TO A NATION enthralled by the heroic exploits of the Mercury astronauts, the launch of Lt.
Cmdr. Scott Carpenter on NASA's second orbital space flight was a renewed cause for pride, jubilation and celebration.
Within hours, that excitement had given way to stunned disbelief and anxiety as shaken broadcasters began preparing the American public for the very real possibility that an American astronaut and his spacecraft may have been lost at sea. In fact, it had been a very close call. Completely out of fuel and forced to manually guide Aurora 7 through the frightening inferno of re-entry, Carpenter brought the Mercury spacecraft down to a safe splashdown in the ocean.
In doing so, he controversially overshot the intended landing zone.
Despite his efforts, Carpenter's performance on the MA-7 mission was later derided by powerful figures within NASA.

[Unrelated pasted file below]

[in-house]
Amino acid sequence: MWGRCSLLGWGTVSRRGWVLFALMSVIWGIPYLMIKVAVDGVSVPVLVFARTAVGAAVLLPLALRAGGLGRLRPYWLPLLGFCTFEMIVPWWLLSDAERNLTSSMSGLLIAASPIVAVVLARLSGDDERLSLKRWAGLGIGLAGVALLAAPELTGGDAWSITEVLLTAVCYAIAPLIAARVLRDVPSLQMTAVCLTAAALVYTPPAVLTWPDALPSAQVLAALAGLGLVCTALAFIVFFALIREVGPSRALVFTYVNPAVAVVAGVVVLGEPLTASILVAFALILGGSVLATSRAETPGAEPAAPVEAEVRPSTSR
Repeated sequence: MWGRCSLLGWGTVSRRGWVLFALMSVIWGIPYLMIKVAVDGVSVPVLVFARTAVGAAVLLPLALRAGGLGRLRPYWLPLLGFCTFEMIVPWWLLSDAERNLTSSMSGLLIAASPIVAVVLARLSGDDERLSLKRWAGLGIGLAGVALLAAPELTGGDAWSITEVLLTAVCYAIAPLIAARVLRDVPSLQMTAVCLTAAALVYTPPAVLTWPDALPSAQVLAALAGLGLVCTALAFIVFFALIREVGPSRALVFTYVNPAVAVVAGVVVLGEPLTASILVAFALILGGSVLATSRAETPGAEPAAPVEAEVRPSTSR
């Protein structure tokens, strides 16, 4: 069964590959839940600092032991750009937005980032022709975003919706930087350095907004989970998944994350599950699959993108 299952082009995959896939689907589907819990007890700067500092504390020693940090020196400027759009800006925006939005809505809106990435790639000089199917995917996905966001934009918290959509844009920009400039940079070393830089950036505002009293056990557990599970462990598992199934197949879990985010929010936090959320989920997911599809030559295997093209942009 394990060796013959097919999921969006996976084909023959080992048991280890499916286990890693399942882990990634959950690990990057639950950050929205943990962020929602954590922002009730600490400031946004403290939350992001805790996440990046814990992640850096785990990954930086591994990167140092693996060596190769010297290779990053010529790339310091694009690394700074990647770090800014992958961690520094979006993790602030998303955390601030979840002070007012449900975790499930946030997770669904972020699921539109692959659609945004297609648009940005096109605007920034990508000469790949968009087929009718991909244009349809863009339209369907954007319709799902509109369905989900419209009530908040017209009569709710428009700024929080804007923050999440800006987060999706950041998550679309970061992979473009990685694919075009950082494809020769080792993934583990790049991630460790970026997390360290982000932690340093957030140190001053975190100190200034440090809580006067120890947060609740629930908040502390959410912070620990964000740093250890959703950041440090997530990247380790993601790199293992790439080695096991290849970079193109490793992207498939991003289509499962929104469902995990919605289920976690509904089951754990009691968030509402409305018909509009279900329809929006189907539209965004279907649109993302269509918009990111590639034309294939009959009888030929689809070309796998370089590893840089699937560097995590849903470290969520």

He would never fly into space again. Taking temporary leave of NASA, Carpenter participated in the U.S.
Navy's pioneering Sealab program. For a record 30 days he lived and worked aboard a pressurized habitat resting on the floor of the ocean, becoming the nation's first astronaut/aquanaut explorer. Following extensive research conducted by noted spaceflight historian Colin Burgess, the drama-filled flight of Aurora 7 is faithfully recounted in this engrossing book, along with the personal recollections of Scott Carpenter and those closest to the actual events.